Publication Date


Degree Granted


Institution Granting Degree

Trinity Evangelical Divinity School


Bible, Slavery, Barnes, Albert, Presbyterian, Rhetoric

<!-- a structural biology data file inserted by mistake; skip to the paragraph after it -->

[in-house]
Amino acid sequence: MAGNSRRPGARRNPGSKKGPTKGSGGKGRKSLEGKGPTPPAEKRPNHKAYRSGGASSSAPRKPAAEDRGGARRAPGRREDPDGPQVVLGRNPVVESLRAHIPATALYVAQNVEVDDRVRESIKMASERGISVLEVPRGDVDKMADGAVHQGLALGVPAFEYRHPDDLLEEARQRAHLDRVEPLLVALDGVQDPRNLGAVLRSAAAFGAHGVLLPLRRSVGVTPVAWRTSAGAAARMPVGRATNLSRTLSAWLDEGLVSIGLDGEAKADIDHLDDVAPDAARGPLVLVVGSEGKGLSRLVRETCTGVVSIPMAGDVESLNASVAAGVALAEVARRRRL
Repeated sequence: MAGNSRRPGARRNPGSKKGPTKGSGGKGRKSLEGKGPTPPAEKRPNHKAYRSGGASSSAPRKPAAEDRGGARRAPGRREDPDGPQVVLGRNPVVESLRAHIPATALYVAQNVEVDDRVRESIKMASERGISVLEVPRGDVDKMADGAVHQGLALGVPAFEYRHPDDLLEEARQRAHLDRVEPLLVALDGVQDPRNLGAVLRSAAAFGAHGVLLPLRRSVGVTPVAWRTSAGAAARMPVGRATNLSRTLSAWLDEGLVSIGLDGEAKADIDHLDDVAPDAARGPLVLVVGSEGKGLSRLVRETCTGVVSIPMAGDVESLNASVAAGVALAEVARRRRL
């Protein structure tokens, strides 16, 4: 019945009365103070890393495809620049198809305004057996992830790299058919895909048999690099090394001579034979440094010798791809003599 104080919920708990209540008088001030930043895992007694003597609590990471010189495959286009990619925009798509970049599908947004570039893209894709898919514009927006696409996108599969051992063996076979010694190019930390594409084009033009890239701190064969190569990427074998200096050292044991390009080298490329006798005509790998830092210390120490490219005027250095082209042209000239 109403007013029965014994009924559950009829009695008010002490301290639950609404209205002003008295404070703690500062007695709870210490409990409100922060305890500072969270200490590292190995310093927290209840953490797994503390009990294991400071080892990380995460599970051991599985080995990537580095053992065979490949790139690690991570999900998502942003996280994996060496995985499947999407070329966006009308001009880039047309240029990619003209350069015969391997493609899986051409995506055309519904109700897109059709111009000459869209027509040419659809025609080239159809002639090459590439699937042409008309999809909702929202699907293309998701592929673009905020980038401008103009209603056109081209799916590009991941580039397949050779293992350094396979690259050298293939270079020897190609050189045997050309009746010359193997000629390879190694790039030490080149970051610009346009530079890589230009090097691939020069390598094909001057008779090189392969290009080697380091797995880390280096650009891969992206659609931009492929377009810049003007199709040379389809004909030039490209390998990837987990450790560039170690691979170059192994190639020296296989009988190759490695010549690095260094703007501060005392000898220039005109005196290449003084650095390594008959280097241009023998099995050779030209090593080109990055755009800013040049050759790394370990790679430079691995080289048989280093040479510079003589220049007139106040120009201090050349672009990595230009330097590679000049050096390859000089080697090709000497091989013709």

Albert Barnes was an influential leader among New School Presbyterians in mid-nineteenth-century America. As a beloved pastor of the First Presbyterian Church in Philadelphia and as a biblical scholar whose commentaries are still widely used today, Barnes undertook an exhaustive study of the Bible to address the foremost social issue of his day--slavery. After considering most passages in the Bible being used in the discussion, he realized that a conclusive argument could not be made, which was based exclusively on proof-texts. Barnes challenged those involved in the discussion not to ignore the Bible or its ability to provide answers to life's difficult questions--an error made all too quickly in modern America--but to find an objective way to measure the validity of proposed applications of those proof-texts directly addressing slavery. Barnes' chief contribution to the American slavery discussion was not merely his exhaustive study of the biblical texts directly addressing slavery. His hermeneutical method brought the discussion beyond the texts directly addressing slavery to a principle-driven approach as a necessary supplement to proof-text ethics. By suggesting that the application of proof-texts be measured against the primary principles of scripture, he found one means by which scripture could be objectively applied to the slavery discussion. In the end, Barnes would conclude that the practices essential to the perpetuation of the institution of slavery so greatly conflict with the primary principles of scripture (such as the "golden rule," equality, the brotherhood of God's family, spiritual growth, and God's abhorrence of oppression), that if the sinful practices were to cease, all that would be left would be a toned-down form of employment. Barnes was convinced that if masters only knew and were sensitive to these primary principles of scripture, they would naturally emancipate their slaves. In the conclusion section, suggestions are made for further study on how the Bible can be used as an authoritative source of morality in modern discussions on civil rights and ethical issues such as racism, homosexuality, abortion, and human cloning.